Legislation proposed to decrease minimum mandatory sentences for drug crimes

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By: Jake Stofan | Capitol News Service
November 13, 2017

Photo: MGN image

TALLAHASSEE, Fla. (CNS) -- Certain drug crimes come with mandatory minimum sentences; when a person is convicted, they have to serve a minimum term by law.

Some Florida lawmakers say the policies don't work, are overcrowding the state prisons and are costing tax payers millions of dollars.

Housing more than 100,000 inmates costs Florida tax payers $2.4 billion a year. Of those inmates, thousands have been given mandatory sentences for dealing drugs - and in some cases, for small amounts.

"It's become a prison industrial complex," said Dominic Calabro, the President of the Florida Tax Watch. "It's very, very costly."

Legislation filed for the 2018 session would allow judges to divert from minimum mandatory sentences for certain drug charges.

"This is a good way of giving judges appropriate digression and saving tax payers money," Calabro said.

One proposal allows judges to reduce sentences for the lowest mandatory minimum of three years. A second bill, sponsored by Senator Jeff Brandes, would apply to all drug-related mandatory minimums, but only for non-violent first offenders.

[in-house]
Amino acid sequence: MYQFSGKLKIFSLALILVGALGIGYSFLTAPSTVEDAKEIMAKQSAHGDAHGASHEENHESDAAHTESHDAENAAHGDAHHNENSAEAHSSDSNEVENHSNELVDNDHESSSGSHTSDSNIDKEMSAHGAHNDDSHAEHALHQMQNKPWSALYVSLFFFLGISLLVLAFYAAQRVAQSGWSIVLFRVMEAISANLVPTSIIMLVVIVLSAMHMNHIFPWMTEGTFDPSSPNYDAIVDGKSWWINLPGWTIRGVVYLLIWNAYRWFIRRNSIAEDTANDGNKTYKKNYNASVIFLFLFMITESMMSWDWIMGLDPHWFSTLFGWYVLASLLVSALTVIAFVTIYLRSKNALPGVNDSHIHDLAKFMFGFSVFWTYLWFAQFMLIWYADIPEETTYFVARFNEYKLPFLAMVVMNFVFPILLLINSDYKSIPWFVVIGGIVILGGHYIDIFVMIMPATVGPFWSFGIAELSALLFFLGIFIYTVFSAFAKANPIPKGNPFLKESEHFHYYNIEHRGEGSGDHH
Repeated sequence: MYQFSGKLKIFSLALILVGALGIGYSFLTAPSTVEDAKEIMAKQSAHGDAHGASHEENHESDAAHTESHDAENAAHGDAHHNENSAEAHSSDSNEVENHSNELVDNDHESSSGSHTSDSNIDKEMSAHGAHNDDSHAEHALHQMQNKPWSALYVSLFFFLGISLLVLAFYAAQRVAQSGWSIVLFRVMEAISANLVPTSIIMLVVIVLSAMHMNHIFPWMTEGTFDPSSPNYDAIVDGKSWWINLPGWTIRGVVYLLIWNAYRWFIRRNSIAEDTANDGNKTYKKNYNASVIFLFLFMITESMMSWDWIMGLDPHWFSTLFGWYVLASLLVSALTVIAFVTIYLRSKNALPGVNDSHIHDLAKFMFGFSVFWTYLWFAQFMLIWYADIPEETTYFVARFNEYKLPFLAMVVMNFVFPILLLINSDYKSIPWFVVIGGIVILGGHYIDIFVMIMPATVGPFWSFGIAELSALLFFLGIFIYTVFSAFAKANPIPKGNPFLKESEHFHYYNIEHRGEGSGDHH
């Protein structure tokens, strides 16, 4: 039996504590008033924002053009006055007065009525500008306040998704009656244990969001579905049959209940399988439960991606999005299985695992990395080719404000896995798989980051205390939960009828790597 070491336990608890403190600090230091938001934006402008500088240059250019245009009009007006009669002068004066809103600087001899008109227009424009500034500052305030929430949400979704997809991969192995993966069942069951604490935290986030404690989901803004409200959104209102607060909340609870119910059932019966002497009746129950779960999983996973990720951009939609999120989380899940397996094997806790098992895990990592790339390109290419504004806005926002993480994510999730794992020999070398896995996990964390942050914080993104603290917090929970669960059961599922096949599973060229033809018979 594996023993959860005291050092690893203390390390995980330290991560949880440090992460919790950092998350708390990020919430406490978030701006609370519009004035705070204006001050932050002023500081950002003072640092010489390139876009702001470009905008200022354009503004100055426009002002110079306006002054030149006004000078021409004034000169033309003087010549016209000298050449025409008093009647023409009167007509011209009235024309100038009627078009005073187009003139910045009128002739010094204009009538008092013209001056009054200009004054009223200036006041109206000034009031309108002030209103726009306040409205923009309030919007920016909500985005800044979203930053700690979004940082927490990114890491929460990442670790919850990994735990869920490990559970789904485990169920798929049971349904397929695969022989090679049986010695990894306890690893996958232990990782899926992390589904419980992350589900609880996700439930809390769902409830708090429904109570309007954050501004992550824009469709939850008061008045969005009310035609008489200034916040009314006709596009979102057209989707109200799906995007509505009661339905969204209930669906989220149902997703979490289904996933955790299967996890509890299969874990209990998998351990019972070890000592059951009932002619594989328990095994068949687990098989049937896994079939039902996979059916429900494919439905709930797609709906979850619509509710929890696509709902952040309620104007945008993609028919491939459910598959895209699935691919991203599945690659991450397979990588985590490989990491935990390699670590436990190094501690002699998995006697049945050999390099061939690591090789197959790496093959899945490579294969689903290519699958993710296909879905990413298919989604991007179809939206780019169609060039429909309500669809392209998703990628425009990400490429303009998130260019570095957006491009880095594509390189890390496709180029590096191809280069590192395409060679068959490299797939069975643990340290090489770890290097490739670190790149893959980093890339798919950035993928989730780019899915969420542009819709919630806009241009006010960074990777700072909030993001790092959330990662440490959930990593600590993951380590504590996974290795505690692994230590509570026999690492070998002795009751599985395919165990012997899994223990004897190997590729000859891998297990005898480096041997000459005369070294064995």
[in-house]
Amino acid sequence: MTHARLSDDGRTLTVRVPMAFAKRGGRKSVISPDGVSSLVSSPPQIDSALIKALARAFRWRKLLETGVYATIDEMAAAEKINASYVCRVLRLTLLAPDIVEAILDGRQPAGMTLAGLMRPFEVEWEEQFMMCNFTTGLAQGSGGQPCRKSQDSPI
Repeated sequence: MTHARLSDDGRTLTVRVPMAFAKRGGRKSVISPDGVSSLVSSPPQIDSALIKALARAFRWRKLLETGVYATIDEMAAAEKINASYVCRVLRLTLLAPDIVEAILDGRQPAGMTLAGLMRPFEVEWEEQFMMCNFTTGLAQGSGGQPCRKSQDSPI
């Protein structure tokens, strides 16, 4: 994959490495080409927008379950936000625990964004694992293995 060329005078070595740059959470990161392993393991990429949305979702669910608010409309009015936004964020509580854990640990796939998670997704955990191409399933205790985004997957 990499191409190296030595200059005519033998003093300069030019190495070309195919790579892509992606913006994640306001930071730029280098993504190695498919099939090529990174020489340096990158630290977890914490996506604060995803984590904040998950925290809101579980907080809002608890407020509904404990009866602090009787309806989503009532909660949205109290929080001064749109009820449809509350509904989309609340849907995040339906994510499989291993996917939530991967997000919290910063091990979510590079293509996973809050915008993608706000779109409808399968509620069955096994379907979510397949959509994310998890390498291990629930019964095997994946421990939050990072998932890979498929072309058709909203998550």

Other legislation on the table would only allow judges to reduce mandatory minimum sentences to one-third of their original length.

Opponents argue the current law sets possession amounts so high, no average users ever get a mandatory minimum.

As Barney T. Bishop of the Smart Justice Alliance argues, "For pot, you're talking about 25 pounds of pot up to 200 pounds."

But things can be different for individuals selling or possessing opiate prescriptions. When measured by weight, relatively small amounts can result in lengthy prison sentences, even for a first offense.

"Our bill simply allows judges to look at the individual facts of the case and figure out whether he's dealing with a drug kingpin or an addict," Senator Brandes said.

An estimated 1,500 Florida prisoners who are behind bars for selling painkillers have never previously been imprisoned. They're costing tax payers more than $29 million each year.



 
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